Christus resurrexit! Alleluia!
Today, we profile the Sidecar, a drink which adds a Continental touch to the family of classic American cocktails. The sweet cognac-based drink likely originated sometime around World War I, in Europe. American Prohibition lasted from 1920 to 1933, and during that time American cocktails thrived in Europe.
In addition to being a classic brandy cocktail, the Sidecar is part of the ‘crusta’ class of cocktails (other classes include fizzes, juleps, collins, etc.), meaning it is served with a sugared-rim glass. The drink’s ancestors include the Brandy Crusta, made with cognac, curaçao, lemon, and bitters. The Sidecar presents a simpler combination of flavors, but retains its sweet, festive nature.
Eric Felten at The Wall Street Journal, tells a few of the stories of the cocktail’s invention:
The standard creation myth for the Sidecar is that it was first concocted in World War I for an officer just arrived in Paris from the front, having ridden all the way in a motorcycle sidecar. The location of this conception is alternately given as the bar at the Paris Ritz or that other Parisian institution, Harry’s New York Bar. A competing tale came from travel and society writer Basil Woon, who claimed to be present when the first Sidecar was born. John, the bartender at a bistro called Henri’s, staggered into work late and bleeding after a motorcycle accident. Woon ordered cognac, his friend ordered Cointreau, and the woozy barman accidentally mixed them. The creation was named after the sidecar in which the bartender had been addled.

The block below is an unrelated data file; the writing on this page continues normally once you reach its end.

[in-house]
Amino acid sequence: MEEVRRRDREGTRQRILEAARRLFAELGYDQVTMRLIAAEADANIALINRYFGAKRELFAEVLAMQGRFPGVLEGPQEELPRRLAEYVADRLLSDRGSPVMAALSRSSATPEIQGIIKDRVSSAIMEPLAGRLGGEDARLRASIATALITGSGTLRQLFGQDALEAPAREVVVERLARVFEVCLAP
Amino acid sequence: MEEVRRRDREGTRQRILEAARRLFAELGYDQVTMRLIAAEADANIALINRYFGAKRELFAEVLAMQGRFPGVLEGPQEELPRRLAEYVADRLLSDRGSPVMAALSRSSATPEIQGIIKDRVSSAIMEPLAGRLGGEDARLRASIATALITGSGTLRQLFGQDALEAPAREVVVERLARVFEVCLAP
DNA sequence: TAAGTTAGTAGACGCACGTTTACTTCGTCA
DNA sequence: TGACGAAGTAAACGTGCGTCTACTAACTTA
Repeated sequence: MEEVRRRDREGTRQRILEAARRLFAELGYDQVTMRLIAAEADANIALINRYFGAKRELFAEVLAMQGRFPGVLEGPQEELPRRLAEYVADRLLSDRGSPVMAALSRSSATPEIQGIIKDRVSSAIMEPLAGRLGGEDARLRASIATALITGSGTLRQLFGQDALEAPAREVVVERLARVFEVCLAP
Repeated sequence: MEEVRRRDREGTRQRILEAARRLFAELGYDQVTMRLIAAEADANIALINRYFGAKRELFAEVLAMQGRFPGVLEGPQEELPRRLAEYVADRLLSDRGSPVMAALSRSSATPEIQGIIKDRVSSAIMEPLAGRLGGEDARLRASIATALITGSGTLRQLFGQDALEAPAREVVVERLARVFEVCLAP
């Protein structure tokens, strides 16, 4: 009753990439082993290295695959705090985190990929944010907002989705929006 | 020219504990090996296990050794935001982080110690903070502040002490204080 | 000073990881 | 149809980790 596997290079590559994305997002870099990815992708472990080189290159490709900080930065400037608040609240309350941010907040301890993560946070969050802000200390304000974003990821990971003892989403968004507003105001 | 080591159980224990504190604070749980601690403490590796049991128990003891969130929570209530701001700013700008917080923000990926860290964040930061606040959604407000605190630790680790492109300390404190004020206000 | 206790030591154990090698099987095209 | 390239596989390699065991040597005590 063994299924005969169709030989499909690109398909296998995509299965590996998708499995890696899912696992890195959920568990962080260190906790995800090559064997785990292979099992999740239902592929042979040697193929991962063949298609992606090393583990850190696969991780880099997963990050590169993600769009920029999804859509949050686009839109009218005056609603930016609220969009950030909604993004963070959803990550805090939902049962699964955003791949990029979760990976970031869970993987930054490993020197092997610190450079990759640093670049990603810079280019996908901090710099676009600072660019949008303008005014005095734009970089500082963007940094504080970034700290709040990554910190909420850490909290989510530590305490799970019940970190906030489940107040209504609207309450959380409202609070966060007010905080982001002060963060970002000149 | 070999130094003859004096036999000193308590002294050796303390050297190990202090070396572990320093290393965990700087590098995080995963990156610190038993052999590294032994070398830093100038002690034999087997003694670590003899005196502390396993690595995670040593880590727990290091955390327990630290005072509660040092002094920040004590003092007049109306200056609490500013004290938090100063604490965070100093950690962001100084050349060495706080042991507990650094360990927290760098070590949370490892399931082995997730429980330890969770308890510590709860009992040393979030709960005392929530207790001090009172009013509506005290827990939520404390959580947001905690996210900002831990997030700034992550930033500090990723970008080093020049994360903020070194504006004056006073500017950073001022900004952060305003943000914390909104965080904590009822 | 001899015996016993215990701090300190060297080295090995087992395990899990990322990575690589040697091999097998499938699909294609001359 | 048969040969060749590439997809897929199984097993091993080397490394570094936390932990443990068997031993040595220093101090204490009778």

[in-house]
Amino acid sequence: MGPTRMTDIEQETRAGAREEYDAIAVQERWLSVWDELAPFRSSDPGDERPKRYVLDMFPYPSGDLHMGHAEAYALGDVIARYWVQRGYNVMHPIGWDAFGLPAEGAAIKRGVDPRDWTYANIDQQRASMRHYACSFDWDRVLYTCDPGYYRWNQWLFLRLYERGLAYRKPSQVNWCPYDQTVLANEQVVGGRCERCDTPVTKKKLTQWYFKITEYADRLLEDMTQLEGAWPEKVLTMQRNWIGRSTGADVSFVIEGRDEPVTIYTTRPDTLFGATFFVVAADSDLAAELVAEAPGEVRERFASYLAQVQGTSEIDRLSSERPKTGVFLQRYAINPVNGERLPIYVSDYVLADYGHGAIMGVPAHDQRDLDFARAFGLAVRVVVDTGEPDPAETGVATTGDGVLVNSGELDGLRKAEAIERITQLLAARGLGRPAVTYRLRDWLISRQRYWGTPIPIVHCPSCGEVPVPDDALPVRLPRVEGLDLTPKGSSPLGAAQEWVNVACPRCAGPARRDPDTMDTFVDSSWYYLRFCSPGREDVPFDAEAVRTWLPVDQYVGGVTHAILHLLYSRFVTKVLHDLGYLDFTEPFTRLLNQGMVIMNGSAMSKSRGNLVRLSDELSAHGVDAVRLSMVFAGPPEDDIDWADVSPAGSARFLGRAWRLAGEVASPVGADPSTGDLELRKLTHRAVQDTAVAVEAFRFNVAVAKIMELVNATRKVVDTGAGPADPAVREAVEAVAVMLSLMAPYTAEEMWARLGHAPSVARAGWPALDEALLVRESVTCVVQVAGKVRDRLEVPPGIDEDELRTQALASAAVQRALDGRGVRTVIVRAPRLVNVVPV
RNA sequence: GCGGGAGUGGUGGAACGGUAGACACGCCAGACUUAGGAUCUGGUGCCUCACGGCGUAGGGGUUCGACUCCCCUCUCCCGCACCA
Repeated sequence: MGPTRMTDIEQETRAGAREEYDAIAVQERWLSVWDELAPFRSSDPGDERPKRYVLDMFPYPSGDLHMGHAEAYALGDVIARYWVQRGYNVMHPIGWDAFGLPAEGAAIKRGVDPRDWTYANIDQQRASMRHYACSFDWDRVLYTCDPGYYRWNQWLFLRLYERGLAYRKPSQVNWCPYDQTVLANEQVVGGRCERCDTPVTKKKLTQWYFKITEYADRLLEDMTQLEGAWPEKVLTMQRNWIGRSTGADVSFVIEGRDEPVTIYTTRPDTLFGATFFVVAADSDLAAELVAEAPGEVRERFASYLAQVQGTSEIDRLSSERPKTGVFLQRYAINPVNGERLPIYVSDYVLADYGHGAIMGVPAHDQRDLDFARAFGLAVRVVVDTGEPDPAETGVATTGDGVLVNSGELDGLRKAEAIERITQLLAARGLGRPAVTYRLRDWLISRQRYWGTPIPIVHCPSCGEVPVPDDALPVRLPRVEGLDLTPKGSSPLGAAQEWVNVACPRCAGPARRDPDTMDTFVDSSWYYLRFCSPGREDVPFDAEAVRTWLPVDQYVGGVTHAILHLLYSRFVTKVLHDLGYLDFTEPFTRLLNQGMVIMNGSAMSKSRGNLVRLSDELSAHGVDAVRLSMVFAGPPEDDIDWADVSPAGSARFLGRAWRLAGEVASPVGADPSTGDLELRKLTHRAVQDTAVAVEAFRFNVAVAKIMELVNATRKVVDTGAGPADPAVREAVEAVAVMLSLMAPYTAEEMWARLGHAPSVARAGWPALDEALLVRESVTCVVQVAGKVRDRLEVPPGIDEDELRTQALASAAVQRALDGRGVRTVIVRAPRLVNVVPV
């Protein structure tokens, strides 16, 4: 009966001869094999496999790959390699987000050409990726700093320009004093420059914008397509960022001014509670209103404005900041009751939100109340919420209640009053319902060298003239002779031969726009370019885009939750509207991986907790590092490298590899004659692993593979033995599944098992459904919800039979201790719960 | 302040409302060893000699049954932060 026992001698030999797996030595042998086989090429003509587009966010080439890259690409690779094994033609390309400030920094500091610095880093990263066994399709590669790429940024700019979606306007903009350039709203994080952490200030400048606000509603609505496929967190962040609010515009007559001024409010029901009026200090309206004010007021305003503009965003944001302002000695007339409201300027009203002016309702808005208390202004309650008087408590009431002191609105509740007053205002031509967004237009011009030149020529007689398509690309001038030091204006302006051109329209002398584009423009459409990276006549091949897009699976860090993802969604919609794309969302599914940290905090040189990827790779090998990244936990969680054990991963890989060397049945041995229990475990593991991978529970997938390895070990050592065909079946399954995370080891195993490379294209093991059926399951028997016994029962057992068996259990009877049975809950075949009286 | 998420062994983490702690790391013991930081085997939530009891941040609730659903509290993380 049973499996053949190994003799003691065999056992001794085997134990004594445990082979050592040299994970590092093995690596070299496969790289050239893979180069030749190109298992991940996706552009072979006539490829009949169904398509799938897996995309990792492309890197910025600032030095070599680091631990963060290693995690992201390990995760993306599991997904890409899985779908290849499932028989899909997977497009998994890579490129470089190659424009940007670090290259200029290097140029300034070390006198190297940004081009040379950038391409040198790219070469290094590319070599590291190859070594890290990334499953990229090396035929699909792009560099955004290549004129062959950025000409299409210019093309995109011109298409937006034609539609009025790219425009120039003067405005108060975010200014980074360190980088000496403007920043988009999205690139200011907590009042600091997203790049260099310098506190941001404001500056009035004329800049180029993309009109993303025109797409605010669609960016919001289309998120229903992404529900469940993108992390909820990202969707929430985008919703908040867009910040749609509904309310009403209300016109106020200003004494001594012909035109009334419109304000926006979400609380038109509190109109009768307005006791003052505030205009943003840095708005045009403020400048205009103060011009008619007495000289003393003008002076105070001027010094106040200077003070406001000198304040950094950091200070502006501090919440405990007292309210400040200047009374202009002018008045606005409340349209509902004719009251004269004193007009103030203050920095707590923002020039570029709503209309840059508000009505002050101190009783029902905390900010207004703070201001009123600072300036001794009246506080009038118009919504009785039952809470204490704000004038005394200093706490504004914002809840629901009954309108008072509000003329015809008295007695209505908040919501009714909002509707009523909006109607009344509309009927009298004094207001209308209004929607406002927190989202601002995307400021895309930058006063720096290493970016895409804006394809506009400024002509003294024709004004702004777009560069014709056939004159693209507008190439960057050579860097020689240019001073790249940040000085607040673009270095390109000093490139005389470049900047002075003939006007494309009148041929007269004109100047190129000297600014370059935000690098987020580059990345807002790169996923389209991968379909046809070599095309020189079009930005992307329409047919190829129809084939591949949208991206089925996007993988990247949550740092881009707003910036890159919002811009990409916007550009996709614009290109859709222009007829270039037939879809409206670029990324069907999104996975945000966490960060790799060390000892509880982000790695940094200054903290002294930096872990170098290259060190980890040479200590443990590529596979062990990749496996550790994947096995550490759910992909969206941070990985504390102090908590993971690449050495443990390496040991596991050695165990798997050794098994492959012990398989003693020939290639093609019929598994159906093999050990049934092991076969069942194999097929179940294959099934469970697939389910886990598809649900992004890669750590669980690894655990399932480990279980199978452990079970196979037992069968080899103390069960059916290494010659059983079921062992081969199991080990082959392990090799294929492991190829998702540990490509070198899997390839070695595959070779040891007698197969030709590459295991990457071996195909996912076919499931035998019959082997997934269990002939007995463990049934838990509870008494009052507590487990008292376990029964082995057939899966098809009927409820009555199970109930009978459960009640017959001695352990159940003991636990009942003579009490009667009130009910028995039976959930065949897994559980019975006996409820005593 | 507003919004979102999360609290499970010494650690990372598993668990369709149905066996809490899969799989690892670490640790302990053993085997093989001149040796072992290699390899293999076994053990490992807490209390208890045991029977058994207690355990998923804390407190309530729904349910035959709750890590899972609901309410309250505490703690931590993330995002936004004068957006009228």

The essential ingredients of the Sidecar are:
- Cognac (1 part)
- Cointreau (1 part)
- Lemon juice (1 part)
The proportions can be adjusted to taste. The Sidecar is shaken with ice and strained into a sugar-rimmed cocktail glass, garnished with a lemon twist. It is a perfect drink with which to celebrate this Easter.